Depending on the part and production specifications, industry professionals employ different welding techniques to create the desired assemblies.
Welding is a metal fabrication process whereby two or more metal parts are fused together by means of heat forming a join as the parts cool. As there is no single welding process suited to all applications, different processes has different requirements and tools to operate.
The most common welding processes are MIG, FCAW, TIG and arc (Stick) welding. Each process comes with their pros and cons.
2. Welding Methods
Figure 1 MIG Welding
MIG welding is one of the easier and most popular types of welding. It uses a shielding gas along the wire electrode which then heats the two metals to be joined. MIG Welding needs a constant voltage with direct-current power sources and is the most common industrial welding process used. CO2 is often used as a shielding gas for MIG Welding.
The major advantages of MIG Welding are;
- Clean welds
- Easy for learn
- Continuous wire feed
- Cost Effective
On the other hand, MIG welding can ideally be performed in workshops because wind might blow away the gas on site. Also the surface of the work pieces should be free from paint.
Figure 2 TIG Welding
TIG Welding is an arc-welding process that uses a fixed consumable tungsten electrode to produce the weld. This process is much more time consuming and difficult than the other welding techniques. It is very common for welding non-ferrous metals and stainless steel.
TIG welding gives the operator greater control than other methods, resulting in strong, high-quality welds based on the talent and expertise of the welder. TIG Welding is also an indoor welding method. TIG Welding allows to weld very thin metals with high precision.
Apart from requiring very skilled welders, low speed, another pitfall of TIG Welding is their machines are very experience.
Figure 3 Stick Welding
Stick welding, also known as Arc welding, is the most traditional method. It is a bit more difficult to master than MIG welding but much easier than TIG Welding. Stick welding uses a stick electrode welding rod. The stick uses an electric current to form an arc between the stick and the metals to be joined. With this particular type of welding, the welder follows a manual process of stick welding. This is often used in the construction project when welding needs to be carried on job site. Surface cleaning of the work pieces is not as important for stick welding as it is important in other welding techniques. It is one of the most cost effective welding method in terms of equipment and consumable cost.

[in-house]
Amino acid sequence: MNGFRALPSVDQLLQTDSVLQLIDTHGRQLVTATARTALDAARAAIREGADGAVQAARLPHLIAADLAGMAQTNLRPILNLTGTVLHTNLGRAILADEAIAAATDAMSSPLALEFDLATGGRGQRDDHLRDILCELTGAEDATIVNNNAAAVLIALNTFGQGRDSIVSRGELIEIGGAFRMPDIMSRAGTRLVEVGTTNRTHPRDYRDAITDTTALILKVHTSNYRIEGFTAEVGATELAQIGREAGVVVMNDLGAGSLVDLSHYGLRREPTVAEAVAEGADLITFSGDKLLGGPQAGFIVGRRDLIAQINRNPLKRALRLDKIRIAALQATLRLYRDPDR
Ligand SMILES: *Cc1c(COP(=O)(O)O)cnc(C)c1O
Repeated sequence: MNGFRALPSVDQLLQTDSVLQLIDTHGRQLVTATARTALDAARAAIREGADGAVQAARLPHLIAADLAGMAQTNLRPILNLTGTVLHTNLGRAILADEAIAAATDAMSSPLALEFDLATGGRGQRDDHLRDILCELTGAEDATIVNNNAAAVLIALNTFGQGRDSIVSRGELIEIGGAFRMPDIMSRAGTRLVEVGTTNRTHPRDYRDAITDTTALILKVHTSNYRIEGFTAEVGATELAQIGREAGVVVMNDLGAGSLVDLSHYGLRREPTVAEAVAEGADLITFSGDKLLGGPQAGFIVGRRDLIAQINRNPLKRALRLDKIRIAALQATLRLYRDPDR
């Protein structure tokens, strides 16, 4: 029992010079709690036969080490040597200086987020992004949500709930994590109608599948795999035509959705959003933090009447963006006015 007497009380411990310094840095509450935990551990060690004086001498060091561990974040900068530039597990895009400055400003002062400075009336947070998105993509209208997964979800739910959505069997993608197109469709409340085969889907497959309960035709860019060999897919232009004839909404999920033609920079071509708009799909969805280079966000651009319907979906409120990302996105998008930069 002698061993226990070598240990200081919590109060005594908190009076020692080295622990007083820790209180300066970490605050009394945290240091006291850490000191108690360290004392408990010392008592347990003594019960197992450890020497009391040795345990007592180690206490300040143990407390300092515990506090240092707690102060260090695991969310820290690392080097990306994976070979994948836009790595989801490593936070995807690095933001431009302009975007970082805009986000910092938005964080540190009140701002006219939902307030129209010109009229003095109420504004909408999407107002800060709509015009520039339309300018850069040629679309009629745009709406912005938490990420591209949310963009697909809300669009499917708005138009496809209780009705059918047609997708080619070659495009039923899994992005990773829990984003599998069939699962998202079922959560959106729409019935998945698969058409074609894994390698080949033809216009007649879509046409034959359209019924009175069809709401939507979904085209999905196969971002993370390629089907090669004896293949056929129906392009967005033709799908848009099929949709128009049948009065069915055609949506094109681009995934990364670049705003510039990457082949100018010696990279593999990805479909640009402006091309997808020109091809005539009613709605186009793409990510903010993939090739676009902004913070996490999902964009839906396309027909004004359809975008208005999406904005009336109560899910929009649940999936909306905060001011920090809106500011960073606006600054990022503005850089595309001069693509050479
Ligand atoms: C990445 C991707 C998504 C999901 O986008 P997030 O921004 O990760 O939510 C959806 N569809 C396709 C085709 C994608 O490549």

Unlike MIG Welding, Stick Welding requires frequent rod changing and creates quite a lot of spatter. It also requires the cleaning of the weld.
Figure 4 Flux Core Welding
Flux cored arc welding is a semi-automatic arc welding process that is similar to metal active gas (MIG) welding. It uses a shielding gas similar to that used by MIG welding, but it can also be performed without a shielding gas. It is more productive than MAG welding. Like with MIG welding, flux cored welding is easy to learn and enables the formation of very clean welds on aluminium, mild and stainless steel.
It also requires less pre cleaning of metals than other techniques. The chances of porosity are also very low if FCAW is applied correctly. It is less prone to wind which makes it suitable for outdoor applications.
While there are a lot of welding techniques, the prevalent ones are listed above. Depending on several criteria such welding place, welding material, material type, budget, project requirements and operator experience, the ideal method should be determined in consultation with the project engineers.